This week, gold had its worst performance since June 18, despite rising prices early on Friday.
After a break in trading caused by Thanksgiving Day, investors seek gold as a safe haven amid rising COVID-19 risks.
On Friday, US gold futures edged up by 0.5% to $1,793,90 - the biggest gain for the asset this week.
Gold lost 2.8% in value since Monday on the news of Jerome Powell's reappointment as chairman of the Federal Reserve, suffering the biggest loss in 5 months.
Market players have interpreted Powell's reappointment as a signal of possible acceleration of QE tapering. The Fed could hike interest rates earlier than anticipated to tackle soaring inflation.
The latest Fed meeting minutes, published on Wednesday, indicate hawkish sentiments are on the rise among Fed officials. Many members of the board are in favor of tightening monetary policy if inflation continues to rise.
The Federal Reserve is likely to double the pace of tapering monthly bond purchases in January to $30 billion, and wind down the program fully by mid-March, Goldman Sachs analysts said in a note published on Thursday.
Monetary tightening pushes up yields of US treasury bonds, which reduces gold's appeal for investors.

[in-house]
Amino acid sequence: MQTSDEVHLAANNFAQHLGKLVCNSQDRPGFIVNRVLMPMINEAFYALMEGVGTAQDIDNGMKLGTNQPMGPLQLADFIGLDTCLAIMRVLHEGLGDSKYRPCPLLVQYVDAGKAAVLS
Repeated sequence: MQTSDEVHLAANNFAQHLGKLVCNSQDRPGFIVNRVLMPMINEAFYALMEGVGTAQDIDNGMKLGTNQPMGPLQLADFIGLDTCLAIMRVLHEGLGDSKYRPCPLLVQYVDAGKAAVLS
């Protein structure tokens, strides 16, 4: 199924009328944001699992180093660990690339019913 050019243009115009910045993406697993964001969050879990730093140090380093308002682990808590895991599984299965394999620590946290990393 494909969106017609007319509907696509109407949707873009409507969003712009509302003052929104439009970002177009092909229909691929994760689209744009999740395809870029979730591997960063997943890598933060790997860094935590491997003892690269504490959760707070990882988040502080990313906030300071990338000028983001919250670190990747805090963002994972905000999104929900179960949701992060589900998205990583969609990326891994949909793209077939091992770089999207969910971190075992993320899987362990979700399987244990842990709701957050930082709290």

Nevertheless, investors are currently more concerned about the rapid spread of COVID-19.
Amid the ongoing fourth wave of the pandemic in Europe, the World Health Organization and the UK's National Health Service are calling for emergency meetings on COVID-19 situation.
The coronavirus threatens the recovery of the global economy, boosting the appeal of safe-haven assets such as gold.
Gold is also popular as a hedge against inflation. Some analysts believe steady inflation would push up demand for the asset, boosting its price in 2022.
"Our forecast of above-target inflation and still-low U.S. interest rates into next year implies well-supported bullion values in 2022," Scotiabank commodity analysts said.
The Canadian bank forecasts the average gold price would rise by 3% to about $1,850 in 2022. Furthermore, the analysts favor gold over silver.
"Also perceived as a safe haven and an inflation hedge, the metal's value is influenced by many of the same factors as that of bullion. However, given silver's range of industrial applications and our expectations of some China-driven near-term slowdown in construction and manufacturing activity, we are less optimistic about its near-term prospects than we are for bullion," Scotiabank analysts said.The material has been provided by InstaForex Company - www.instaforex.com